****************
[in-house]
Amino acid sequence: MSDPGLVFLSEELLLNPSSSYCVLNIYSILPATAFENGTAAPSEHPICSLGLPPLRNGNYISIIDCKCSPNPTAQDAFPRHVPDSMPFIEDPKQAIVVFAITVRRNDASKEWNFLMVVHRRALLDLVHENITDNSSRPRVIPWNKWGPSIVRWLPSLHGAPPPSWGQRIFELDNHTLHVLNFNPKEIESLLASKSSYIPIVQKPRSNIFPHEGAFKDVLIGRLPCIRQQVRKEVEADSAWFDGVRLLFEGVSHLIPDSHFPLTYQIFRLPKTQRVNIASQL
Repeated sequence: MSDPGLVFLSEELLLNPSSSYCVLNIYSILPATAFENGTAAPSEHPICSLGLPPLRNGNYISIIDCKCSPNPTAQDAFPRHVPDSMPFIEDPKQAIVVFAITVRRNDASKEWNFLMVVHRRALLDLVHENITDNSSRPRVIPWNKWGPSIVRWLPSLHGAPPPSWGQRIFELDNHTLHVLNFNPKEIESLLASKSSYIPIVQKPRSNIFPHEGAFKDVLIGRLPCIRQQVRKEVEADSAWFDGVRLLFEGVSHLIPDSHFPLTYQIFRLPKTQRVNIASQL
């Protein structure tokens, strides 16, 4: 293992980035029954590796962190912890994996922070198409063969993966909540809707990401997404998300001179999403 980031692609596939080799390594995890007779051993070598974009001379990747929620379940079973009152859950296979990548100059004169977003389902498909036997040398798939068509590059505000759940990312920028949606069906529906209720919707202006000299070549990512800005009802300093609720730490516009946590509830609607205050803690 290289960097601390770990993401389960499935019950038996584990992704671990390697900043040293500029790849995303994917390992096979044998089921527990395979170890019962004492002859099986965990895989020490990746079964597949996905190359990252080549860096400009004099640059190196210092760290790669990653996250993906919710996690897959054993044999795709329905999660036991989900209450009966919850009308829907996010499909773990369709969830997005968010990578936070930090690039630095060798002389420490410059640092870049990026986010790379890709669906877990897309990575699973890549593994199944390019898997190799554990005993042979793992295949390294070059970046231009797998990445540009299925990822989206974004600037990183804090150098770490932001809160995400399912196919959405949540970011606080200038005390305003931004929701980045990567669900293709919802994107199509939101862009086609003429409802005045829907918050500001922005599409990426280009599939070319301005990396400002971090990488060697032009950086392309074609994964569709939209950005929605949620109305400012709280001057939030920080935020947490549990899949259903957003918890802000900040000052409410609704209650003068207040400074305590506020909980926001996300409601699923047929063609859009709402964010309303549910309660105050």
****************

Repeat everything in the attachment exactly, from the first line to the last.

[in-house]
Amino acid sequence: MSDPGLVFLSEELLLNPSSSYCVLNIYSILPATAFENGTAAPSEHPICSLGLPPLRNGNYISIIDCKCSPNPTAQDAFPRHVPDSMPFIEDPKQAIVVFAITVRRNDASKEWNFLMVVHRRALLDLVHENITDNSSRPRVIPWNKWGPSIVRWLPSLHGAPPPSWGQRIFELDNHTLHVLNFNPKEIESLLASKSSYIPIVQKPRSNIFPHEGAFKDVLIGRLPCIRQQVRKEVEADSAWFDGVRLLFEGVSHLIPDSHFPLTYQIFRLPKTQRVNIASQL
Repeated sequence: MSDPGLVFLSEELLLNPSSSYCVLNIYSILPATAFENGTAAPSEHPICSLGLPPLRNGNYISIIDCKCSPNPTAQDAFPRHVPDSMPFIEDPKQAIVVFAITVRRNDASKEWNFLMVVHRRALLDLVHENITDNSSRPRVIPWNKWGPSIVRWLPSLHGAPPPSWGQRIFELDNHTLHVLNFNPKEIESLLASKSSYIPIVQKPRSNIFPHEGAFKDVLIGRLPCIRQQVRKEVEADSAWFDGVRLLFEGVSHLIPDSHFPLTYQIFRLPKTQRVNIASQL
């Protein structure tokens, strides 16, 4: 293992980035029954590796962190912890994996922070198409063969993966909540809707990401997404998300001179999403 980031692609596939080799390594995890007779051993070598974009001379990747929620379940079973009152859950296979990548100059004169977003389902498909036997040398798939068509590059505000759940990312920028949606069906529906209720919707202006000299070549990512800005009802300093609720730490516009946590509830609607205050803690 290289960097601390770990993401389960499935019950038996584990992704671990390697900043040293500029790849995303994917390992096979044998089921527990395979170890019962004492002859099986965990895989020490990746079964597949996905190359990252080549860096400009004099640059190196210092760290790669990653996250993906919710996690897959054993044999795709329905999660036991989900209450009966919850009308829907996010499909773990369709969830997005968010990578936070930090690039630095060798002389420490410059640092870049990026986010790379890709669906877990897309990575699973890549593994199944390019898997190799554990005993042979793992295949390294070059970046231009797998990445540009299925990822989206974004600037990183804090150098770490932001809160995400399912196919959405949540970011606080200038005390305003931004929701980045990567669900293709919802994107199509939101862009086609003429409802005045829907918050500001922005599409990426280009599939070319301005990396400002971090990488060697032009950086392309074609994964569709939209950005929605949620109305400012709280001057939030920080935020947490549990899949259903957003918890802000900040000052409410609704209650003068207040400074305590506020909980926001996300409601699923047929063609859009709402964010309303549910309660105050």